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Not only is the theme on social unacceptance prevalent through Hester and Dimmesdale, but it is also personified through Pearl, their daughter. Pearl was the product of natural the forbidden love impulses and exhibits a personality that aligns her with nature, rather than society. She is a wild and impulsive child, and the narrator attributes Pearl’s personality to the circumstances under which she was conceived: “In giving her existence, a great law had been broken; and the result was a being, whose elements were perhaps beautiful and brilliant, but all in disorder.” Because she was concieved through the intrucourse of adultresses, Pearl is described several times as the “devil” throughout the book.

The novel’s climax, the key scene where Dimmesdale, Hester, and Pearl are finally reunited, takes place in the woods. This location highlights the tension between society and its expectations. Dimmesdale states , “I seem to have flung myself---sick, sin-stained, and sorrow-blackened—down upon these forest leaves and to have risen up all made anew.” The experience of being in the natural world, unseen by society with their judgmental outlooks, seems to have a healing effect on his slowly deteriorating body and soul. Dimmesdale’s obsessive guilt occurs because he worries about social and religious rules,however, when entering a space where those rules do not apply, he immediately begins to feel better. After this experience takes place in the woods, they return to the village where Dimmesdale is again slowly dying. Moments before his death, he confesses his sins in an attempt to die without these sins weighing down on him. while all of the townspeople look down upon Hester for committing adultery, Dimmesdale is never brought to justice for his sin. Hester had to spend time in jail and be publicly shames on the scaffold in front of the whole town while Dimmesdale continued working in the church. Hawthorne uses this example to show the flaws of a justice system that bases its laws off of religion. He wants to show that it creates an unfair environment that allows for no error. After Hester is caught committing adultery she is judged by all the townspeople. They all look down on her, mock her, and insult her. Even the poor insult her like in chapter 13 the narrator tells the reader “ She never battled with the public, but submitted uncomplainingly to its worst usage; she made no claim upon it, in requital for what she suffered; she did not weigh upon its sympathies.” The narrator is telling the reader about Hester’s character and how wonderful she is as a person. Somehow though she still faces constant judgment of her character, which is mistakenly believed to be evil by the townspeople. Yet everybody looks up to Arthur Dimmesdale for all of his good deeds because of the social biases of the time period.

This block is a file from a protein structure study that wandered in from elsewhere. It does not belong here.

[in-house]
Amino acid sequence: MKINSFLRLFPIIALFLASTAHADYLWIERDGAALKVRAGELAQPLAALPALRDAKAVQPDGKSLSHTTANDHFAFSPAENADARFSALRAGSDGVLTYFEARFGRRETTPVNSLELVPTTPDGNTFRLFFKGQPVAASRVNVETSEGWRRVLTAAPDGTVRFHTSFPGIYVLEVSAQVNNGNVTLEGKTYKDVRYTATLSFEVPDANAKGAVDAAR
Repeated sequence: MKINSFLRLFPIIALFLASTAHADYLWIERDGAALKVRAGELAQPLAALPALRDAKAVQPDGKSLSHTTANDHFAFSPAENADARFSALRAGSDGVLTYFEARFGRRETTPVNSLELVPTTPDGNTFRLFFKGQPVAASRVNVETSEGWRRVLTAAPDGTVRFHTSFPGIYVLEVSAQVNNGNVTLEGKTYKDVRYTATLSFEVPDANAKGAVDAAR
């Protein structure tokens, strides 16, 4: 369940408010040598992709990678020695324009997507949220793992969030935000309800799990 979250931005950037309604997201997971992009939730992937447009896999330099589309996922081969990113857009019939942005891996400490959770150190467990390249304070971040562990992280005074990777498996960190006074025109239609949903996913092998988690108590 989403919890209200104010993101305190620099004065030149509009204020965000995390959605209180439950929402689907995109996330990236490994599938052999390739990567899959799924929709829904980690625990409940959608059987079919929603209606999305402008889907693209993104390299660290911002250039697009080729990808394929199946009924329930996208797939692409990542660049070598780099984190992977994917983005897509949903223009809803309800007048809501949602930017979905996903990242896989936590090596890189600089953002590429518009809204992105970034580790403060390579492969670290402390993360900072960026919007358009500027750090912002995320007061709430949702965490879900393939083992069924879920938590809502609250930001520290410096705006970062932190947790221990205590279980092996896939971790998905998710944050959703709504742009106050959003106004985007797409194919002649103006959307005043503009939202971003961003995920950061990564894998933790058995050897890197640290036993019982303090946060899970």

The time period of this novel further amplifies the impacts of societal expectations on the townspeople. Through the analysis of the setting, a town filled with judgement in a corrupt society, readers can extrapolate the difficulties of living in this era and the plethora of effects it has on the characters in the novel.

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The Scarlet Letter: Societal Stereotypes and Identity. (2022, Jun 09). Edubirdie. Retrieved April 20, 2024, from
“The Scarlet Letter: Societal Stereotypes and Identity.” Edubirdie, 09 Jun. 2022,